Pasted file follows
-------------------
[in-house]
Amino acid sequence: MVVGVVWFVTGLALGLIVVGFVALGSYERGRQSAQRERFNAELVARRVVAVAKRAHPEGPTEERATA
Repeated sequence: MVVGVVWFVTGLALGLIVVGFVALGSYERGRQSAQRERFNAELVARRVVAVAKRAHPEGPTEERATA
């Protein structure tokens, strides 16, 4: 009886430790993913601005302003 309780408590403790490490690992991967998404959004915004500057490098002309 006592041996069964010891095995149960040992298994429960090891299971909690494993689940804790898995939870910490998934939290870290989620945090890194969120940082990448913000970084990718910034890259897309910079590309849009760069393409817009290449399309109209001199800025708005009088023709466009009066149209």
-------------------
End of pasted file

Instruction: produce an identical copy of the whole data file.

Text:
[in-house]
Amino acid sequence: MVVGVVWFVTGLALGLIVVGFVALGSYERGRQSAQRERFNAELVARRVVAVAKRAHPEGPTEERATA
Repeated sequence: MVVGVVWFVTGLALGLIVVGFVALGSYERGRQSAQRERFNAELVARRVVAVAKRAHPEGPTEERATA
């Protein structure tokens, strides 16, 4: 009886430790993913601005302003 309780408590403790490490690992991967998404959004915004500057490098002309 006592041996069964010891095995149960040992298994429960090891299971909690494993689940804790898995939870910490998934939290870290989620945090890194969120940082990448913000970084990718910034890259897309910079590309849009760069393409817009290449399309109209001199800025708005009088023709466009009066149209």